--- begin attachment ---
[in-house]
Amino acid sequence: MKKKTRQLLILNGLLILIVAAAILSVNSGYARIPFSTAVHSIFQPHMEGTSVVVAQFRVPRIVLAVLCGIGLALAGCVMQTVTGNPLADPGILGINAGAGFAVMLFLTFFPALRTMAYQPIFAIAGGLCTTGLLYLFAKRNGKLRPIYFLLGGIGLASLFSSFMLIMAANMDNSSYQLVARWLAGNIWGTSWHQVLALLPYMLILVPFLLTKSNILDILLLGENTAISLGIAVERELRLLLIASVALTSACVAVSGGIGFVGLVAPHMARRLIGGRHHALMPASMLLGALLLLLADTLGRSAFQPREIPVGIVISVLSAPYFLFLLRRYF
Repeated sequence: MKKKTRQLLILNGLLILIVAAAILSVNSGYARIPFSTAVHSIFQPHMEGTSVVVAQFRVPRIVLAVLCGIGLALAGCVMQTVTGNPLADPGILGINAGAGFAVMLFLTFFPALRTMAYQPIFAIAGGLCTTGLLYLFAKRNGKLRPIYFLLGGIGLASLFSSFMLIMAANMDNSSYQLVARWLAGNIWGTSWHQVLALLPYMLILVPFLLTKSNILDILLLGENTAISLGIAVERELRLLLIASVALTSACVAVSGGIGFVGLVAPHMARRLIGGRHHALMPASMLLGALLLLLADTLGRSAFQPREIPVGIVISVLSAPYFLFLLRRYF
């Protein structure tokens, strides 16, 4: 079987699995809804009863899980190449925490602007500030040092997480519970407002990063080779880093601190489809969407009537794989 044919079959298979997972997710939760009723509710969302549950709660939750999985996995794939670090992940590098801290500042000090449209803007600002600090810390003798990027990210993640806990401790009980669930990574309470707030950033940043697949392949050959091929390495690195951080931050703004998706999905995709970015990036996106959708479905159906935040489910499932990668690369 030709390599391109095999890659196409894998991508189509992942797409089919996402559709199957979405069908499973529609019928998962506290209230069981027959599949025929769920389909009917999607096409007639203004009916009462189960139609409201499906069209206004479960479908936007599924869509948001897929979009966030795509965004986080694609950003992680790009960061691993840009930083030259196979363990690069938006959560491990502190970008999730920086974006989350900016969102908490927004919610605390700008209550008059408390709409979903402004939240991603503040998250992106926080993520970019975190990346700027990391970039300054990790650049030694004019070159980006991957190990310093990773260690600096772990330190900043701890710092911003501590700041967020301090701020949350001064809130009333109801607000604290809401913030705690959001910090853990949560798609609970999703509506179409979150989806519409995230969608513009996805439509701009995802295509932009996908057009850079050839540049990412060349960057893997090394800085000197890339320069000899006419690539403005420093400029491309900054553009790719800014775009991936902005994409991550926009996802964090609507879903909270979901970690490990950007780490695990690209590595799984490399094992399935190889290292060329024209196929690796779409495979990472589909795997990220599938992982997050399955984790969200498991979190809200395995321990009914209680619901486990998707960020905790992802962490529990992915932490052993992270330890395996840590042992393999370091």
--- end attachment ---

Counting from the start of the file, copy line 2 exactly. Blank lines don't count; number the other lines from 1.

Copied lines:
Amino acid sequence: MKKKTRQLLILNGLLILIVAAAILSVNSGYARIPFSTAVHSIFQPHMEGTSVVVAQFRVPRIVLAVLCGIGLALAGCVMQTVTGNPLADPGILGINAGAGFAVMLFLTFFPALRTMAYQPIFAIAGGLCTTGLLYLFAKRNGKLRPIYFLLGGIGLASLFSSFMLIMAANMDNSSYQLVARWLAGNIWGTSWHQVLALLPYMLILVPFLLTKSNILDILLLGENTAISLGIAVERELRLLLIASVALTSACVAVSGGIGFVGLVAPHMARRLIGGRHHALMPASMLLGALLLLLADTLGRSAFQPREIPVGIVISVLSAPYFLFLLRRYF